John stayed my buddy, he even offered to be my ring bearer when I got married. He joined the wrestling team in high school, he took his date to the prom in a vintage Mustang, and he let a greased pig go in the middle of the high school, and married a beauty who is his best friend.   He doesn’t remember that much about me, because I was grown and he was growing, but thanks to Mom, I kept up with my little Johnny.

I still love talking to him, except now it’s much better, because it’s a two-way street:  what he says is as important to me as his listening skills.

Many years ago, when he was remodeling the old farmhouse he and his family now live in, he asked me, “When will people stop thinking of me as the baby?  No one listens to me.”

He paused, considering what he wanted to say next. “Loren says the exact same thing I do, and people listen to him.”

“Loren’s got one thing you don’t, John.”  I told him.  He looked at me with his clear steady eyes, just like our father’s.

“He’s got grey hair.  Just give yourself a little time.”  I said.  You’ll be surprised how much more people will listen when you have a little grey in those curls.”   John’s pulled on his chin and looked far away like he was thinking through a riddle, then he raked his fingers through his hair, and a smile started up one side of his face.  “You could have something there.”  he said.

Of course I was right, I always have been a pretty smart cookie.  The house turned from a ramshackle ruin to a beautiful home, then John took another risk and started his own business.  He’s everyone’s go-to guy in a psychedelic electrician’s van.  Still and all, he’ll always be my sweet little Johnny.

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                          John, Mom, and Loren

Shhh… help me keep that last part a secret.

Grandpa and the Superbowl

Yes, I remember the very first Superbowl.  Every Superbowl makes me think of that very first Superbowl.  Why?  Because that memory links forever with Grandpa Z.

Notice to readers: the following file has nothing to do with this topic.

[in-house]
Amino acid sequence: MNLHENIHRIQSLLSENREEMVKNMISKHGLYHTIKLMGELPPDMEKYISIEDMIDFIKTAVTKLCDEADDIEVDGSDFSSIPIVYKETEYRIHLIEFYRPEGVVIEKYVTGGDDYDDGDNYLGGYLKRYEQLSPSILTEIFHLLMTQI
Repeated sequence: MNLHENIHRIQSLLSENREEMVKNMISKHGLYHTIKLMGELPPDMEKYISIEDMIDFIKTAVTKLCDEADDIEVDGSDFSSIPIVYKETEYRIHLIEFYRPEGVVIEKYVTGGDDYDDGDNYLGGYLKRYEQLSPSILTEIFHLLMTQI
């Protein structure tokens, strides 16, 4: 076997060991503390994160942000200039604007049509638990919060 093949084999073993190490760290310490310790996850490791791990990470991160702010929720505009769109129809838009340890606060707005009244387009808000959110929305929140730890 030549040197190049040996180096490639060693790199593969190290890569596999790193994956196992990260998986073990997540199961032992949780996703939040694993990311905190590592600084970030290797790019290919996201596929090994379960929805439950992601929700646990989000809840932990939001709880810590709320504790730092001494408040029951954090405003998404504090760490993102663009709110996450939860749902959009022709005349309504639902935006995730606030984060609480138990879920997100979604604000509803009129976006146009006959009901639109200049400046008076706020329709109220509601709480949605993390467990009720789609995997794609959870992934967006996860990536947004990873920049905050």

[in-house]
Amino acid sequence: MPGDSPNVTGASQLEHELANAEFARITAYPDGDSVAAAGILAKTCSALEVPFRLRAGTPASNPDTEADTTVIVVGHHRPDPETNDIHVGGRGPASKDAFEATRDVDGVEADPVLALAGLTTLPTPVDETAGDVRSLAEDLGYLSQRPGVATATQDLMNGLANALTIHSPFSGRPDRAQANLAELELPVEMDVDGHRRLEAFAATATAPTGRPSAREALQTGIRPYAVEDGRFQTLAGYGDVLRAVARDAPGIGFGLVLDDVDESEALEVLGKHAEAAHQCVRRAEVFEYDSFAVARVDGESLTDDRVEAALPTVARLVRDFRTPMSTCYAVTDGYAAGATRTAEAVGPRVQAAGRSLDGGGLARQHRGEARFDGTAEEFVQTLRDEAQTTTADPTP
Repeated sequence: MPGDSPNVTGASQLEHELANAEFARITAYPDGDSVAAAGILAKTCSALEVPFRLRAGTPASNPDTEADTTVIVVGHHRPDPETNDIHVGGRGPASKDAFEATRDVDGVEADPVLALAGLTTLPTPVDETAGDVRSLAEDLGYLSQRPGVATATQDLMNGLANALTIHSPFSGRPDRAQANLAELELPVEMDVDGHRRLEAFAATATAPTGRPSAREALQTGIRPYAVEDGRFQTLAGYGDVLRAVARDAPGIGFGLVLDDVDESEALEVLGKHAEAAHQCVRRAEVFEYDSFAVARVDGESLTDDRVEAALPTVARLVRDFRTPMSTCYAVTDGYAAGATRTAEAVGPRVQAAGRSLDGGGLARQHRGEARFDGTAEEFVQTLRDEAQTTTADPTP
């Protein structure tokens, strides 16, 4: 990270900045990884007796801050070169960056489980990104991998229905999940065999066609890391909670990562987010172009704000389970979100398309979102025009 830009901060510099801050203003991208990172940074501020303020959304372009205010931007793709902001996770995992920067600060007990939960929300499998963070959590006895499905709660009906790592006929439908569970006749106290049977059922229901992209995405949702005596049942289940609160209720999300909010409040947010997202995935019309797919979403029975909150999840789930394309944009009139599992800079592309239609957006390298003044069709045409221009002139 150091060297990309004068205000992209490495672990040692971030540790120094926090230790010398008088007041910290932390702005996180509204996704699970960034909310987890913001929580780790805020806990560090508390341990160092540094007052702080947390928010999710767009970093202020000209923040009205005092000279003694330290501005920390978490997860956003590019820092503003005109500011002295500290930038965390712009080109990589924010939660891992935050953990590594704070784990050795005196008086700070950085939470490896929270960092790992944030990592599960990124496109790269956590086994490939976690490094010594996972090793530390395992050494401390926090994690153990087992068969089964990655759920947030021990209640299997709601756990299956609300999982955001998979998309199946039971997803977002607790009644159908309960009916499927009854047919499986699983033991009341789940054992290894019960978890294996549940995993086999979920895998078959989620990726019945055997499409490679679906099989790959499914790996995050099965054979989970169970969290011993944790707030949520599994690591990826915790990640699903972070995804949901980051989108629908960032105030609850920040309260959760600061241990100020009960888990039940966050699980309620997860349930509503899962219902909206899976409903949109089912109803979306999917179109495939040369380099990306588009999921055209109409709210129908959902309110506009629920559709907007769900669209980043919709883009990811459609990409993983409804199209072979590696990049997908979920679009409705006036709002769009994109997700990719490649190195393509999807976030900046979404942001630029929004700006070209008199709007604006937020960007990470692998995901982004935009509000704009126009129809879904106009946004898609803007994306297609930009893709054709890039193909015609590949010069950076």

Grandpa-ZyberWhen I was a little girl, Grandpa  was my favorite.  He did fun things, like make things out of wood, and make stuffed animals come alive, and he gave slobby dog kisses.  He had lots of fun books to read, too.  My favorite was the Time-Life series about the human body.  Second favorite: National Geographic.

Grandpa Z liked to watch TV, too. Most of his TV watching was stuff I hated.  Especially, boxing. No, maybe football was worse than boxing, because football lasted forever, and boxing could be for just a short while.  Especially if one guy got knocked out.

I liked to watch big time wrestling, which is way different from boxing.  Cuz for one thing, wrestling had crazy costumes and crazy people.  Big people and little people, and people in masks, and women, too. Me and Bonita liked to pretend big time wrestling. I could almost always beat her, cuz she was sorta wimpy and cried easy.  One time she said she’d pee on me, if I didn’t let her up. That time she beat me. Continue reading

Angels We Have Heard on High

mary had a baby - 1The story of Jesus and Santa Claus seemed to be about of equal importance when I was a little girl. They both seemed impossible.  Different sorts of miracles. I mean, who can get reindeer to fly? And what about having a baby in a barn?  That’s weird.  Who cares if the inn is full? You’re not supposed to have a baby in a hotel.  For Pete’s sake. Everyone knows babies get born in a hospital.

Stella Brady Visits Santa in Crystal LakeI never thought too much about how Jesus got into Mary.  Of course I knew super-early that babies grow inside moms.  I’d have to be some sort of do-do bird not to know that.  Mom almost always had a baby growing. That’s what happens when you get married.  Except for Mary. She got visited by an angel who told her God chose her to have a baby without a husband.  I found out when I was old enough to read newspapers that lots of girls get chosen like that, but most of them never get visited by angels. That’s a different kind of miracle and those girls just have to trust God.  No angels came and give them a message.

Mary was super-lucky, cuz an angel came right to her in broad daylight and told her not to worry one iota about having a baby without a husband.  Everything would be just fine, on account of God picking her long ago, when she was just a little baby herself, and he’d been keeping an eye on her, and she proved she was a good person, never thinking or doing mean things like most of the other people on the earth. I guess God was sorta like Santa, keeping an eye on who’s good and bad. But Santa only brings Tiny Tears, not real babies.  I asked for a real baby once, cuz I thought I needed one more sister.  It takes a long time to make babies, so I never got my baby sister until the next September.